The problem arises due to the FIRE movement seeking a much longer retirement period. If you retire at 45 years old, you may need a portfolio that will survive another 45 to 50 years in order to avoid running out of money. In this case, making a judgement error could end up meaning re-entering the workforce at an advanced age. For this reason, relying on a 4% withdrawal rate is an extremely risky decision if you plan to retire early.
This begs the question of what a more appropriate withdrawal rate is if you plan to retire early. The answer is that it depends. In general, the study found that as the balance between stocks and bonds shifts towards equities, a portfolio is more likely to withstand the test of time. So inherently, your risk tolerance will need to be factored into the equation. If you are comfortable with 75%+ of your portfolio being in stocks (and stomaching the increased risk), you might be safe with a 3% withdrawal rate. If you prefer less volatile investments, a lower rate is more conservative.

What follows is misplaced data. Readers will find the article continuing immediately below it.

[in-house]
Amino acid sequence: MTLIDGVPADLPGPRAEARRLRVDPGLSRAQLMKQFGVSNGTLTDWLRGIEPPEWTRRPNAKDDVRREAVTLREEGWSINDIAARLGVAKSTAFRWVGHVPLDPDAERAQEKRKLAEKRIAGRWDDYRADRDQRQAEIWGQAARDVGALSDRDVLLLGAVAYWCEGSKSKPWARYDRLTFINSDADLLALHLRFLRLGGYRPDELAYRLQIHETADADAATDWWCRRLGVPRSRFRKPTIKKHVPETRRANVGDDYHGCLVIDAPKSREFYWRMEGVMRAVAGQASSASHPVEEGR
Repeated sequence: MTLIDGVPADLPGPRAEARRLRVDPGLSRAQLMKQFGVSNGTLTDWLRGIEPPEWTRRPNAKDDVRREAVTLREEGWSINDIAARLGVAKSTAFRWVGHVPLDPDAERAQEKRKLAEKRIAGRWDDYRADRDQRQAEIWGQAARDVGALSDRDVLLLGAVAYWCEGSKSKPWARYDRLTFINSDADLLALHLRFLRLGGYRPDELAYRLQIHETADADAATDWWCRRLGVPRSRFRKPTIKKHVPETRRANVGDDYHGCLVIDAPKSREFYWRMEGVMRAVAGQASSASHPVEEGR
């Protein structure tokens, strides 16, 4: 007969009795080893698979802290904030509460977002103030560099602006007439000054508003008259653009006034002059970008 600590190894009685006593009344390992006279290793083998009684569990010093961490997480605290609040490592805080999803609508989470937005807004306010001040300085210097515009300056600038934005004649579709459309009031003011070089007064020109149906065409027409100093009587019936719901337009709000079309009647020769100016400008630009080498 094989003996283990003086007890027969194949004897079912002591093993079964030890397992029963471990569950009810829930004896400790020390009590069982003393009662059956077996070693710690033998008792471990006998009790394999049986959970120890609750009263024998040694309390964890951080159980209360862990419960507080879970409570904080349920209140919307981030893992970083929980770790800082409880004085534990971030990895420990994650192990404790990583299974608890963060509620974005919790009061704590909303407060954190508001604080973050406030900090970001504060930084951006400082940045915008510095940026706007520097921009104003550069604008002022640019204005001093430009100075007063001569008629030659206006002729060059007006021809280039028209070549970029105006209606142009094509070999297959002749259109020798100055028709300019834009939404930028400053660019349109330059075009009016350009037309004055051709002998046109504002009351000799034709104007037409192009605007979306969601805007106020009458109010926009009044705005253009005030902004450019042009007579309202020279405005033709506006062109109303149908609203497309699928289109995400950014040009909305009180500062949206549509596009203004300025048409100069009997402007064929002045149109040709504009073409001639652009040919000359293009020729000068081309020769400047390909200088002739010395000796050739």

This is bad news for a lot of you hoping to retire early.
For one, it would mean having to save an additional $833,000 if you hope to spend $100,000 annually like in the example above. Unless you are an exceptionally high earner, it’ll likely mean having to work for several additional years or having to continue to earn additional income even after retirement.
With the buzz surrounding the gig economy and the seemingly endless ‘side-hustle’ opportunities available, this seems like a surmountable hurdle. The deficit in retirement savings required also highlights the impact of having to save for retirement as efficiently as possible.
Just as important, you’ll also want to avoid making costly investment mistakes. One that comes to mind is erroneously viewing your vehicle as a sound investment. Another pitfall is picking individual stocks in lieu of index funds or ETFs. To set yourself up for success, minimizing fees and diversifying your investments is the name of the game.